Working from home can feel brutal.
Every day is starting to blend together like those weekend cocktails we crave on workdays.
Not only does the monotony make us feel like robots, but the separation we used to have between home life and work-life are blurring.
I’ve worked from home an extra week longer than my coworkers because I was sick the week before our mandatory work from home (WFH)–quite possibly with the virus going around.
As such, it’s become imperative to learn how to separate work and regular home life.
If you don’t, you only add to your own stress and anxiety.
That’s why we’ve decided to share some tips for working from home as designers.
I hope they help you regulate your sanity as they have for us!
1. Try the Pomodoro Technique
This time-management technique was invented in the late 1980s by Francesco Cirillo.
It’s actually quite simple.
- Work on a task for 25 minutes
- Take a break for 5 minutes
- Repeat steps 1-2 for four times
- After the 4th time, take a 15-30 minute break instead of 5 minutes
- Start over until you complete your tasks
I love this method because it’s a very simple concept that keeps me focused while giving me small breaks to stand up and stretch.
As a matter of fact, I’m using the method while writing this post!
I use an app called ClearFocus which automatically sets the Pomodoro timers for you, but unfortunately, it’s been discontinued from being downloaded.
However, there are some alternatives that I’ve found online, like Focus
2. Create a Separate Workspace that Inspires You
Do you know what helps mentally separate working from home from your normal home life?
Separating your workspace from your everything else.
Physically making the separation helps you create that mental barrier that tells your mind, “Okay, here is where I do my work and there is where I do my normal home stuff.”
You can take it to another level and surround your workspace with things that motivate you.
It could be pictures of designs that you love, pictures of people that inspire you (I won’t judge you if you put yourself), collages, paintings, photographs, whatever you want.
It’s your space, so get creative, designers!
3. Transform Your Area Into a War Room
This tip is similar to the last, except instead of just putting inspirational objects in your workspace, you can turn your workspace into something called a war room.
A war room is a place where you surround yourself with ideas and notes related to your work.
It can be pictures, printouts, post its, important highlighted text, feedback, etc.
These things help you visualize your work so you can see everything at once.
Also, seeing things from this different perspective can spark new ideas you wouldn’t have otherwise.
4. Take Notes and Share Them After Meetings
One of the issues of being physically separated from your coworkers is that there’s room for translation errors that wouldn’t normally happen if you’re all in the same room.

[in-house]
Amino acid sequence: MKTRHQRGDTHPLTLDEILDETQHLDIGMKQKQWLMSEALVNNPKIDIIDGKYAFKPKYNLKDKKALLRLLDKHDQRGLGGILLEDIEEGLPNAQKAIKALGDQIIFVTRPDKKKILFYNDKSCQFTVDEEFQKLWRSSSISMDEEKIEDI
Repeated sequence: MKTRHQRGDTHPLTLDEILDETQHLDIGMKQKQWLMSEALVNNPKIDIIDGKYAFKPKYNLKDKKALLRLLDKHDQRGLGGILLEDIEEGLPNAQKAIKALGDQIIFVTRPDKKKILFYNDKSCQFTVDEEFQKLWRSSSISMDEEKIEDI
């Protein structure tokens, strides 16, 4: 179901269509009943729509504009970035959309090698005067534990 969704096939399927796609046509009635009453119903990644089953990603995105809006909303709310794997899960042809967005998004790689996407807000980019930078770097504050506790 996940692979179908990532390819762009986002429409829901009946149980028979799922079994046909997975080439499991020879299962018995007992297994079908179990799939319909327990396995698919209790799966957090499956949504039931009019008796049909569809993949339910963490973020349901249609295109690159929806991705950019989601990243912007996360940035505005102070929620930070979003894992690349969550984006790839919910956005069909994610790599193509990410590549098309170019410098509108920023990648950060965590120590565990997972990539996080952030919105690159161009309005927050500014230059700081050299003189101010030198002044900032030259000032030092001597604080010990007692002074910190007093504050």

I’m sure you’ve had plenty of meetings by phone, Webex, or Zoom as I have that ended with everyone understanding a project differently.
So what can you do about this?
My tip is to write down notes during the meeting and share them with everyone after the meeting ends.
That ensures that if anyone came out of the meeting understanding something differently from you, you can both discuss it now instead of way down the line after you have done a lot of work incorrectly.
5. Creating a Spec Document to Ensure Everyone Is on the Same Page
Creating a document that outlines your goal, tasks, deliverables, vision, data, and more and sharing it with the team will make it clear what you’ve done, what you’re doing, and what you will do.
This has multiple uses. It makes it so that everyone is on the same page.
If everyone understands the parameters of the project at the beginning, it prevents the team from going in circles and wasting time later on.
On top of that, it prevents scope creep. No one can say that you didn’t do something if you literally had it written what you’re going to do.
It will also help you down the road when you’re reviewing projects you’ve completed and you’re using them as examples to how awesome you are when being interviewed.
6. Let Coworkers Know Exactly When You’re Working and When You’re Not Working
In a boundary-less setting, you’re responsible for putting the boundaries up yourself.
Let your coworkers know that you’ll be off at 5 every day so they don’t bother you after that.
It’s an uncomfortable conversation, but it will be well worth it to take care of your own sanity.
BUT if you’re too shy, here’s a sneaky tip.
If your company uses shared calendars where everyone can see when you have meetings, like in our company that uses Outlook, then create a meeting with only yourself so no one else can reserve that time or expect a response!
7. Priority Matrix
Do you work on a dizzying number of projects as I have?
Do you freelance and have to create your own list of priorities?
Try creating a priority matrix.
A priority matrix, as the name implies, helps you create an order of what tasks should be completed and in what order.
It lets you visualize your tasks by comparing the impact and effort to complete them.
- If a task is of low impact and requires lots of effort, it’s considered a thankless task. You should do these tasks last.
- If a task is of low impact but low effort, then it’s called a fill-in. You should prioritize these over thankless tasks.
- If a task is of high impact but high effort, then it’s called a major project. This is about the same priority as a fill-in.
- If a task is of high impact and low effort, it’s called a quick win. These tasks should be prioritized over every other task.
You can see how it would look down below.
You can also download the priority matrix here for free.
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